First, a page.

The CA cert being present in the keystore file is what caused the error, and editing the keystore with 'keytoolgui' to remove the CA cert was all it took to get it back up and running.

The other issues that we ran into occured post-upgrade and had to do with upgraded content. The first issue we saw isn't really an issue at all, rather ArcSight's improved some of its logic around Active Channels. Specifically, Active Channels that were created using one time stamp and configured to sort on another time stamp will give an error now. For example, if you created a channel and set EndTime for "Use as time stamp," and then on the Sort tab, set a sort for ManagerRecieptTime, this would cause an error in 4.0. In 3.5 it would merely hurt the channels performance, but would eventually load. This is a good change, but it may mean having to edit some of your old (and presumably really slow) Active Channels before they work again.

The second issue we saw was around filters. ArcSight has made some major improvements to Filter objects, and I'll talk more about that in the upcoming post. However, one drawback seems to be a bug in the parsing/escaping enhancements in 4.0. Filters that use a string match that contains angle brackets ( [ or ] ) will return null sets. There is no error, the only symptom is null results. In our case, all of the brackets appeared in filters matching on the Name field (gotta love undocumented syslog formats). The solution is to revise your filters to not use the brackets.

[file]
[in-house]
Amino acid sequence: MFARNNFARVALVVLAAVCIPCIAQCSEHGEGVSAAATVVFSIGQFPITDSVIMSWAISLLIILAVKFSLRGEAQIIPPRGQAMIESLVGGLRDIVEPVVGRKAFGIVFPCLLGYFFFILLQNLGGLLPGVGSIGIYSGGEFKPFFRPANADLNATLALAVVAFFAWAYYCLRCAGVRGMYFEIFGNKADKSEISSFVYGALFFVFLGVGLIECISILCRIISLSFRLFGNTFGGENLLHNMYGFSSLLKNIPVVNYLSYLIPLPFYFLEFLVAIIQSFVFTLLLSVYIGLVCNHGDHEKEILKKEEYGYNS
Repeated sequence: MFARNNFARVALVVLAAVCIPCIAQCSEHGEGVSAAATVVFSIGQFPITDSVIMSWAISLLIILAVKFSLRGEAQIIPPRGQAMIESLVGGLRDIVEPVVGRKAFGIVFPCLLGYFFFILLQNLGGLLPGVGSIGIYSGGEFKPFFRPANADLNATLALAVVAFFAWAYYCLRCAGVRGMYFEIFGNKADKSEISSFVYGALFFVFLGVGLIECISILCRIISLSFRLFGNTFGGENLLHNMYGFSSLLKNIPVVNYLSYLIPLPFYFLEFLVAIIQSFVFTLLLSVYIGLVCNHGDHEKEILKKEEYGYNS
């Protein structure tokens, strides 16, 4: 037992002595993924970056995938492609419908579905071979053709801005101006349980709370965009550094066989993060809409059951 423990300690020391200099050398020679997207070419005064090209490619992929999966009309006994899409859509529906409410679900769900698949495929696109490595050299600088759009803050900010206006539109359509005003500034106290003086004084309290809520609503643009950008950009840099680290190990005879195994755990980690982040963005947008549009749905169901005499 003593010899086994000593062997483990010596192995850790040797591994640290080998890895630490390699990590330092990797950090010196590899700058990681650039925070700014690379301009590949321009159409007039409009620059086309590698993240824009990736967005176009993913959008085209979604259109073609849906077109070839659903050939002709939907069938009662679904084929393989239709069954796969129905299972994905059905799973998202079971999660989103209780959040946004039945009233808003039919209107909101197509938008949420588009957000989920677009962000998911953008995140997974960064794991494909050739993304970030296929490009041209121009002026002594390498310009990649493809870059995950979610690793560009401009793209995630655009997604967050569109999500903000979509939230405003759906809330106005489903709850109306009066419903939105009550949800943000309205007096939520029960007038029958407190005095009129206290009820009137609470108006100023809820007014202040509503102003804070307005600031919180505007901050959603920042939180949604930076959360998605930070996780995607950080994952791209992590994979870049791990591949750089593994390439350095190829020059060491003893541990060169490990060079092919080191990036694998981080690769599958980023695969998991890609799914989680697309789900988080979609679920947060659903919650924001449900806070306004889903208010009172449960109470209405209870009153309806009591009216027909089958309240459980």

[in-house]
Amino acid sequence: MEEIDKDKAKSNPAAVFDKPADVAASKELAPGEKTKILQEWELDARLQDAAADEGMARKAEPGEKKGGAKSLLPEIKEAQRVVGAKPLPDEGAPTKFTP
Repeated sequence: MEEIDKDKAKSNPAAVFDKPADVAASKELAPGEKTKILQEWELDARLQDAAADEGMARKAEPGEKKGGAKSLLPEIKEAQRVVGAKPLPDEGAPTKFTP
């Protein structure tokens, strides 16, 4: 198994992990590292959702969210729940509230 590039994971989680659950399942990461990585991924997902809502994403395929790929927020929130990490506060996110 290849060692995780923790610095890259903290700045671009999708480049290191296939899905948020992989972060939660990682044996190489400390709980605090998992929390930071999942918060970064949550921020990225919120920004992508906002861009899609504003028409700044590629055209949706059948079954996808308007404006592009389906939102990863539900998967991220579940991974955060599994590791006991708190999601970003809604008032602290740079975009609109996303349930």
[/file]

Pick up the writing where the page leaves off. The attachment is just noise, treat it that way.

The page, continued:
Thursday, February 7, 2008

Globalization and Online Crime

This article is an interesting read. Not so much for the story itself, but for what it means. The notion that a small agricultural town in Romania can, in three short years, overhaul its local economy via online fraud is fascinating to me. Not the first report of eBay having problems with Romanian criminals, but the idea that the region's economy is now heavily based on fraud is impressive.

But here's what's really blowing my mind: A poor local economy, unbalanced international economies (seriously, as bad as it may seem in the US, at least you're not trying to get by making your own wine and selling it to tourists on the train to Budapest), an open international marketplace (eBay) to connect the two economies, and $300K in technology training grants; this is all it takes to create a global crime syndicate whose victims exist 100% in a different country. It's the opposite of the well-organized, well-funded RBN activity we've seen so much of the past few years. Street hustling for the Internet age.

Fascinating. There's a sociology PhD thesis in there somewhere.

Monday, February 4, 2008


A colleague of mine sent me this article, which should be of interest to pretty much everyone in the health care or human resources fields. AB1298 is an assembly bill that updates SB1386, California's much-copied breach disclosure law. The bottom line is that now an individual's health insurance ID number (which is hopefully not also their SSN) is considered PII much the same way a credit card number is. And when that data along with the corresponding name is breached, you must notify the victim.